• Geophysics
  • Earth and Planetary Sciences(all)

Cite this

Wu, Y. J., Chen, B-C., Hsu, H. H., Chou, J. K., Chang, S. C., Lee, L. J., ... Lee, L. C. (2012). Occurrence of elves and lightning during El Niño and la Niña. Geophysical Research Letters, 39(3), [L03106]. https://doi.org/10.1029/2011GL049831
Wu, Y. J. ; Chen, Bing-Chih ; Hsu, H. H. ; Chou, J. K. ; Chang, S. C. ; Lee, L. J. ; Lee, Y. J. ; Su, Han-Tzong ; Kuo, C. L. ; Hsu, Rue-Ron ; Frey, H. U. ; Mende, S. B. ; Takahashi, Y. ; Lee, L. C. / Occurrence of elves and lightning during El Niño and la Niña. In: Geophysical Research Letters. 2012 ; Vol. 39, No. 3.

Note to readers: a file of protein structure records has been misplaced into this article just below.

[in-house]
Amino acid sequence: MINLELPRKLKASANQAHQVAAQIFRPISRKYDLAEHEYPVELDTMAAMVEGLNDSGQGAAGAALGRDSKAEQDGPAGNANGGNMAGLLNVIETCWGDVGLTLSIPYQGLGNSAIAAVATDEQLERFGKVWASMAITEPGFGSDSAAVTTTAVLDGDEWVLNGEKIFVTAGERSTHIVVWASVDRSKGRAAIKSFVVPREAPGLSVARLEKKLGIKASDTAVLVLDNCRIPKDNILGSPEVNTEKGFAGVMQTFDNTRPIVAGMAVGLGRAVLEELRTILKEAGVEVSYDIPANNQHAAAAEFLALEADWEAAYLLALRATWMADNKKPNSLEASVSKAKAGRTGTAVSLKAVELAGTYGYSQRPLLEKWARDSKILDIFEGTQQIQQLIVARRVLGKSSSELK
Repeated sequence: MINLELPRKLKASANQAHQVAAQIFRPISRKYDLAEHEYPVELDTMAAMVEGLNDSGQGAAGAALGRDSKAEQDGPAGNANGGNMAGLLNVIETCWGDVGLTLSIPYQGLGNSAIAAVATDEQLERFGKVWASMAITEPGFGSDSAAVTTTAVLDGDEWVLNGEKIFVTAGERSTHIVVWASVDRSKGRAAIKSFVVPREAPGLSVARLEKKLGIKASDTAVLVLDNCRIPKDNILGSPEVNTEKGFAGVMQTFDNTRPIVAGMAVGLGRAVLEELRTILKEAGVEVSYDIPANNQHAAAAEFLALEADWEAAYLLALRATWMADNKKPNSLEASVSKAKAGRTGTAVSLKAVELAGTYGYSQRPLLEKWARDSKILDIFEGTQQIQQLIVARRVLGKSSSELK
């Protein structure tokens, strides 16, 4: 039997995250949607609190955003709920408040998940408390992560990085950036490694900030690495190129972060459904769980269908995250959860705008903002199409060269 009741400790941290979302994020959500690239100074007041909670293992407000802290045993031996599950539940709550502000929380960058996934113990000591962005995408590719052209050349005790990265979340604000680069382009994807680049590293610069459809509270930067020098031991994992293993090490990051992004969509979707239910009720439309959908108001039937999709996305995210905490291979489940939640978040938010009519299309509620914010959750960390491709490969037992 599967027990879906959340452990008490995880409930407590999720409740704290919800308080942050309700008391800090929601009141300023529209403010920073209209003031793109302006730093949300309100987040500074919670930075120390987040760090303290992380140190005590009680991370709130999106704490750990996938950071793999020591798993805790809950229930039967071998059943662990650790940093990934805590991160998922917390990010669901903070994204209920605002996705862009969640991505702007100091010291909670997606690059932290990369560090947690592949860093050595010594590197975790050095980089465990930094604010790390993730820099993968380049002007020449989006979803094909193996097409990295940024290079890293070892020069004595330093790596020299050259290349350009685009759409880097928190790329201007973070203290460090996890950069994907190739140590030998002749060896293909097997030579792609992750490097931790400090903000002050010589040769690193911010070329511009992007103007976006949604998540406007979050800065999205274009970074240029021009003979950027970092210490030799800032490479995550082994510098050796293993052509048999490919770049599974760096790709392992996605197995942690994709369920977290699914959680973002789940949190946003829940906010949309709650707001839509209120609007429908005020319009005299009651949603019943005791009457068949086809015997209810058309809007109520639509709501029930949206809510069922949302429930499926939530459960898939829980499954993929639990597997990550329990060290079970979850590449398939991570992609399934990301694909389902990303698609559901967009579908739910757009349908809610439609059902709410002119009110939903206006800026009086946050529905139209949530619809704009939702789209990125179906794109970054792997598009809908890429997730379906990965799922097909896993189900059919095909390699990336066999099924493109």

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abstract = "We analyzed the ISUAL-FORMOSAT2 elves, the LIS-TRMM lightning, the sea surface temperature (SST), and the El Ni{\~n}o southern oscillation (ENSO) indices (the Ni{\~n}o 3.4 Index and the Southern Oscillation Index-SOI) in the period between June 2005 and May 2010 to explore the impacts of ENSO on the occurrences of the mesospheric elves and the troposphere lightning. The standardized anomalies of the elve and the lightning occurrence densities are used to quantify the deviation of the elve and lightning occurrences during an ENSO event. The areas in the ENSO-sensitive western Pacific, central Pacific and Tahiti regions with a significant event anomaly are taken to be the impact indicators of ENSO. Also the SOI is used to examine the correlation of the temporal intensity variation between ENSO, elve and lightning. The results indicate that elve shows clear responses to ENSO with a correlation over 0.6 in the coastal and the oceanic regions. The lightning occurrence is responsive to ENSO in the oceanic regions, but shows a low correlation in the coastal regions, due the overwhelming influence of the landmass. Therefore, between elve and lightning as proximity indices of ENSO, elve has a broader applicable geographic range. However, elve is known to be the mesospheric luminous manifestations of the high-peak-current lightning, and the response of the intense lightning to ENSO would be similar to that of the elve. Hence, alternatively, the intense lightning can also be used as an indicator of ENSO.",